Millennials Should Give a Flying F(eather) About Birding & Why Beaumont’s The Perfect Place to Try



Ask any millennial what’s on their bucket list and you’ll likely hear adrenaline-induced activities like skydiving, hiking massive mountains, or chasing the Northern Lights. One activity I guarantee no one mentions? Birding. Stereotypically a hobby for older (retired) travelers, that stigma is quickly changing. According to Conde Nast, urban birding has actually become one of the fastest growing hobbies in North America across all generations.

So before you scoff and ruffle your tail feathers, here’s why you should give birding a chance. Inexpensive and convenient to pick up, birding requires nearly no knowledge or gear to get started. You can do it whenever, wherever you want and completely at your own pace. It’s also a great multi-generational activity so find a mentor who can take you under his or her wing (pun intended).


It Forces You to Slow Down


Birding does have a bit of a stigma for being boring and you will get a lot of blank stares if you try to explain your newfound hobby to your friends. But that’s only because millennials are the most stressed generation to date, constantly go-go-go, side hustle after side hustle. Birding forces you to be present and in the moment, a reason to observe your world, rather than have your eyes glued to a screen. It can simultaneously be exercise and relaxation and is a great way to practice patience over instant gratification. So instead of booking that pricey yoga retreat, grab your binoculars and try birding.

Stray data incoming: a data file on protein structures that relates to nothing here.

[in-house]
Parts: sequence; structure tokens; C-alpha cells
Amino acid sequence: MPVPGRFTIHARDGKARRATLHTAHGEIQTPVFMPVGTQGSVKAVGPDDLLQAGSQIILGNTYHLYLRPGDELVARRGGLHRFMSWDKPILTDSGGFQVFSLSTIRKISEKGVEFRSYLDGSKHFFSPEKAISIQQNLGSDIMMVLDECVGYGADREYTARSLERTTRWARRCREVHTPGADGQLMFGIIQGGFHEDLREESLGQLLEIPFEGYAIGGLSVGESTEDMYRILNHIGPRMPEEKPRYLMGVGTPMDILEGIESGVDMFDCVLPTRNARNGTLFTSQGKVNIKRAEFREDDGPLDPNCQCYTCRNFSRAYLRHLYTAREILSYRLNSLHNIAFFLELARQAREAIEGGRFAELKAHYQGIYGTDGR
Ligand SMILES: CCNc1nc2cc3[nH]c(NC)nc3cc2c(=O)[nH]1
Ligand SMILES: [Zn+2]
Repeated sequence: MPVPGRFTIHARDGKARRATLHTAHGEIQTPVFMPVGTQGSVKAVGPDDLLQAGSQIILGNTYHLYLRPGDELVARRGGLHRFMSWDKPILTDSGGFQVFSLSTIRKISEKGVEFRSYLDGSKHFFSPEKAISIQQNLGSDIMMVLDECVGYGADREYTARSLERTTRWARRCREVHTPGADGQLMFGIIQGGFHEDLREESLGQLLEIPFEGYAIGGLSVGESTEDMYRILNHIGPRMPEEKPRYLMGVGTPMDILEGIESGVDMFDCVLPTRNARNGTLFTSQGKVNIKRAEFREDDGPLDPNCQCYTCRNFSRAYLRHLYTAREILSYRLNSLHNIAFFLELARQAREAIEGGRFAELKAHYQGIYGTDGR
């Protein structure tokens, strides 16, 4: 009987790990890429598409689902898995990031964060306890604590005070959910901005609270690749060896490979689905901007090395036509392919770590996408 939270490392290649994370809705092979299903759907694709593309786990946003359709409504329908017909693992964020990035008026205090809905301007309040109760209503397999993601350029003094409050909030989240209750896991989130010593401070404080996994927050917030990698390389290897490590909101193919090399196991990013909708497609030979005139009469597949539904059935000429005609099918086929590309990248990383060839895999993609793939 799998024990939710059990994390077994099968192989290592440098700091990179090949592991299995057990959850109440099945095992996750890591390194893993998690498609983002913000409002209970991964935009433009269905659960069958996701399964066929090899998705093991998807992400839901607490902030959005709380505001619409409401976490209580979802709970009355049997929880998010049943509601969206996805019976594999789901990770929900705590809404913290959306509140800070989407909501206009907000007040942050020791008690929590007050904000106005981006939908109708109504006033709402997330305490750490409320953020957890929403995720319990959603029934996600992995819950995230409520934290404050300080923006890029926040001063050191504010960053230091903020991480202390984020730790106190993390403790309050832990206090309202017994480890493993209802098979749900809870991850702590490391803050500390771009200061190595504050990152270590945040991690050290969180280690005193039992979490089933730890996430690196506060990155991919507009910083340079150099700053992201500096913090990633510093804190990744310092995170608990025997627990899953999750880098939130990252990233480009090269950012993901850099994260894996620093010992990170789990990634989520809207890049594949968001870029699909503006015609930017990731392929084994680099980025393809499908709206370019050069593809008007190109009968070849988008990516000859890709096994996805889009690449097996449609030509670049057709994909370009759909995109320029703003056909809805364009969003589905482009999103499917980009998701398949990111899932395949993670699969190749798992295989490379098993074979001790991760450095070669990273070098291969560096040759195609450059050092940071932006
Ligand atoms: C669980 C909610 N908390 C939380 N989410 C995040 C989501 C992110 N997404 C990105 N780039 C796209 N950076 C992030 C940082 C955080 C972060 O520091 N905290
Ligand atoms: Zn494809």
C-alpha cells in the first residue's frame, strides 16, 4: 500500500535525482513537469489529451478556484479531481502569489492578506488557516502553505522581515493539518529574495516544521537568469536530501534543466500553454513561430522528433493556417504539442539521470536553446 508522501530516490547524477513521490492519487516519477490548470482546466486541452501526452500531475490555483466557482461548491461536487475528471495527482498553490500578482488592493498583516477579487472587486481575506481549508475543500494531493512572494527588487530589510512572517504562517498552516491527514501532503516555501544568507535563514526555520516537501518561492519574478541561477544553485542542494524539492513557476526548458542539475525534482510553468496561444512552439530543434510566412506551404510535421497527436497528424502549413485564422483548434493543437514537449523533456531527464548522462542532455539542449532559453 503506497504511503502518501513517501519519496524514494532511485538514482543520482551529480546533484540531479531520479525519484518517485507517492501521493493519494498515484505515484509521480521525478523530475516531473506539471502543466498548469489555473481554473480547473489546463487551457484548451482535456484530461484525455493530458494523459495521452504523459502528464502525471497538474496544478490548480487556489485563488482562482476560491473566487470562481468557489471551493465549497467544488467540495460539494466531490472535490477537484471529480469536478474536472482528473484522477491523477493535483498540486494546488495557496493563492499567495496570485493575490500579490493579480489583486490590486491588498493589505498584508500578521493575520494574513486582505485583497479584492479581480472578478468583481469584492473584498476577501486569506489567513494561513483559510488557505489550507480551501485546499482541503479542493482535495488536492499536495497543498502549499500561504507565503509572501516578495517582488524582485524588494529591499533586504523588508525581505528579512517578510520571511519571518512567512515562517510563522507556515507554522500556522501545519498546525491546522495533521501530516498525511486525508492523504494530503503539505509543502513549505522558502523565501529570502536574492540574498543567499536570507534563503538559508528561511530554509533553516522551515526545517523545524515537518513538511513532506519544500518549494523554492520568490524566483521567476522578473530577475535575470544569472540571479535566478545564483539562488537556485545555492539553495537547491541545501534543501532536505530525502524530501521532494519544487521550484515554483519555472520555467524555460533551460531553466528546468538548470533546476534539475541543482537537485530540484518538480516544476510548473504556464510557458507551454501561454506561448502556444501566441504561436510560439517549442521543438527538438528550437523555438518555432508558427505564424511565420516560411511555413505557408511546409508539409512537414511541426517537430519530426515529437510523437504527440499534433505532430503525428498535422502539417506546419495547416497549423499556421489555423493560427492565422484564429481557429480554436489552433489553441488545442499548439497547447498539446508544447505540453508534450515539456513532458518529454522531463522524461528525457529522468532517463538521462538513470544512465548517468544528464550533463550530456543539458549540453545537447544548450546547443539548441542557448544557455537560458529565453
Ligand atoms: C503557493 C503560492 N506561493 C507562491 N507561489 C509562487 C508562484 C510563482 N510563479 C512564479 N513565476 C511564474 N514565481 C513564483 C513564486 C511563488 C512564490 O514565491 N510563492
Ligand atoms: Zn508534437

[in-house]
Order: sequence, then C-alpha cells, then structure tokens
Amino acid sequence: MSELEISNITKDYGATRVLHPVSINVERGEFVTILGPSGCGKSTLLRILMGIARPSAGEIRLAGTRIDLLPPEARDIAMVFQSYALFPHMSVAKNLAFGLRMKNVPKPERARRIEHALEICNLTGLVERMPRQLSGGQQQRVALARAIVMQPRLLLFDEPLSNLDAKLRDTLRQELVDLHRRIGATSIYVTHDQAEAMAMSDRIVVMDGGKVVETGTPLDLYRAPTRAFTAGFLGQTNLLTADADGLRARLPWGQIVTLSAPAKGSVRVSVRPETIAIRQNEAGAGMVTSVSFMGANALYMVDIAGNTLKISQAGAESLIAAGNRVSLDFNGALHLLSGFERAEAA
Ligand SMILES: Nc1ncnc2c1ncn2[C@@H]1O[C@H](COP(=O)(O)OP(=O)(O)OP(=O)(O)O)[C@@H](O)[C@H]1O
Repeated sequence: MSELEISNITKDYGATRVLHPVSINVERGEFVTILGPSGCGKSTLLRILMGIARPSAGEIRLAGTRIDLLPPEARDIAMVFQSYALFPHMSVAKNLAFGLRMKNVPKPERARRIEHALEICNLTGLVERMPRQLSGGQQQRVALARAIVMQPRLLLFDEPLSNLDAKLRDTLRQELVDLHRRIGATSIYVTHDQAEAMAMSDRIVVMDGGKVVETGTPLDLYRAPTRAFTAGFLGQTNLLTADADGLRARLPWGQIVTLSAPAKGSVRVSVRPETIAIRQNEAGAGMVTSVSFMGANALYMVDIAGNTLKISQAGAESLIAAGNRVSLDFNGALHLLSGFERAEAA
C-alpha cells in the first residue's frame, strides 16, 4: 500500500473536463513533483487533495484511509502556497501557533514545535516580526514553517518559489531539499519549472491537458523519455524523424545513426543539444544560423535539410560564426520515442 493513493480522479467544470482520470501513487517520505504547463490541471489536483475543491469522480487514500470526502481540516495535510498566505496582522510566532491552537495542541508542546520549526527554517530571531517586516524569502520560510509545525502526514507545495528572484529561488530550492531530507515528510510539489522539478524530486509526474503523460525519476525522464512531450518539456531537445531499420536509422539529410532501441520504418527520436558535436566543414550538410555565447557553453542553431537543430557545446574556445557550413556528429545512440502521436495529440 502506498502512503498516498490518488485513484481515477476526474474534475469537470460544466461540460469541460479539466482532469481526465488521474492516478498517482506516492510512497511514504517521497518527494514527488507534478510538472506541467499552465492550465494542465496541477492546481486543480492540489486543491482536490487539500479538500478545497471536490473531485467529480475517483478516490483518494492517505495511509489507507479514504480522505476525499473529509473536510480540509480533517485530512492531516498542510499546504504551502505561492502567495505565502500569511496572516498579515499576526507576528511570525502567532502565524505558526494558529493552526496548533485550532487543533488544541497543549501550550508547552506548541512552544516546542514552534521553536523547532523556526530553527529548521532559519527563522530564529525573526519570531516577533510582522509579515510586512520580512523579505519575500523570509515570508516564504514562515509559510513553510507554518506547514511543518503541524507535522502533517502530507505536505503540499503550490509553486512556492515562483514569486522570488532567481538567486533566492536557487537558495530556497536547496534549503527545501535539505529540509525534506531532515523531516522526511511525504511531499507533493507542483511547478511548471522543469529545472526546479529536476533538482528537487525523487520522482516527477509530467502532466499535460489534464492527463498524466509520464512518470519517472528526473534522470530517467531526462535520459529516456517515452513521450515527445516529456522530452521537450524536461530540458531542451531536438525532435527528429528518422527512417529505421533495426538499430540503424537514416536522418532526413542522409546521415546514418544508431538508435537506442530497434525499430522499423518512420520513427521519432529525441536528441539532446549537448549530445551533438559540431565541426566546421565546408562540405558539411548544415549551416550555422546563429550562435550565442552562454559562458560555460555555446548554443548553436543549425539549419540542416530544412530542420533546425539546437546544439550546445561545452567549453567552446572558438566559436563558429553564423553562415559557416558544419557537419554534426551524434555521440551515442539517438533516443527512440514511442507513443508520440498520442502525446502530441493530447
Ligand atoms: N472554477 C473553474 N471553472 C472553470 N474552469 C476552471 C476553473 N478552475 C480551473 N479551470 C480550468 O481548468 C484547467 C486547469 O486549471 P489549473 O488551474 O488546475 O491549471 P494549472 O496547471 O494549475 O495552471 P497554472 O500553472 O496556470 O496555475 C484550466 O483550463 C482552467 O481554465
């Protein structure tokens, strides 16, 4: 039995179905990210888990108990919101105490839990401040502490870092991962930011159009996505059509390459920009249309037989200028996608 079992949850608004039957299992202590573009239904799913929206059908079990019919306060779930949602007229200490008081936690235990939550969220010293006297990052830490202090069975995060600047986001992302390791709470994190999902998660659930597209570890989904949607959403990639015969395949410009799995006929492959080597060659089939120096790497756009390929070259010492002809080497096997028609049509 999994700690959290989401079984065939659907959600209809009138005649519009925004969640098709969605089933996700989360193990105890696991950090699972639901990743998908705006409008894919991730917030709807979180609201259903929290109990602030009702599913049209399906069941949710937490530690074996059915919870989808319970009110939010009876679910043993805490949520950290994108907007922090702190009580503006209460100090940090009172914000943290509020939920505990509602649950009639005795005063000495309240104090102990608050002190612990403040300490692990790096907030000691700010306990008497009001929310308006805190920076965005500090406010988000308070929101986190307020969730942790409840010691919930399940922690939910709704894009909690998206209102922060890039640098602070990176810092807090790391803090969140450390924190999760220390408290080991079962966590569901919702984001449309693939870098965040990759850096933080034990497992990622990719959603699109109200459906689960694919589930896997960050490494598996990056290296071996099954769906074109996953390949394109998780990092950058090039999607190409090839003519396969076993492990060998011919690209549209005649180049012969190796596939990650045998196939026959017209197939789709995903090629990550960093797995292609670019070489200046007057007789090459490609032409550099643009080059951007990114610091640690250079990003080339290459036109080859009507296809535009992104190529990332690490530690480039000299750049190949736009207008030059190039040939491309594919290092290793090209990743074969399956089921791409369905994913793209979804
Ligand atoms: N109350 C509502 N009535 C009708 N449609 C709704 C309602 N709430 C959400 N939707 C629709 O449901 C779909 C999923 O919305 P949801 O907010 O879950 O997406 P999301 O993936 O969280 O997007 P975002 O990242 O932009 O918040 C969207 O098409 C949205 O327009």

It’s a New Challenge


There are about 10,000 species of birds on earth and only a handful of people have seen more than 7,000. But doesn’t make the challenge any less enticing. Our generation loves life lists. Checking off countries. Counting airport codes. The more you travel, the more you see and document –it’s a proverbial badge of pride. Technology makes it easier than ever to identify and track your sightings. Smartphones and digital cameras replace field notebooks and pencils. Apps like the Audubon Society Bird Guide make it easy to determine what feathered friends you’ve spotted based on a series of questions about the bird’s location, sounds, and physical characteristics. EBirdevengamifiesthe hobby so you’re competing against others to find the rarest species. And if Pokemon Go can become mainstream these days, what can’t?


It’ll Enhance Your Nature Experience


Getting fresh air and exploring the great outdoors is always great – but what if you understood more about your world and what you were looking at? How and why specific species adapt to different ecosystems or prefer certain habitats. You’d appreciate the natural environment that much more. And with sustainable travel a big buzzword, protecting our feathered friends isn’t too far off.


Birding in Beaumont


Whether you’ve been tracking tails for years or new to watching wildlife, Beaumont is a great place to give birding a try. Home to three distinct habitats – wetlands, woods, and coastal -- Beaumont is a year-round bird haven and a major stop along the Great Texas Coastal Birding Trail. On two migratory bird paths, the area is highly concentrated with feathered friends because they’re on a breeding path and a popular route used to fly south during migrate (snowbirding is real, ya’ll). Expect to see everything from waterfowl to hummingbirds and sandhill cranes.


To make it extra easy for first-time birders, check out our suggested four-day birding itinerary that includes all the hotspots and discounts around town.
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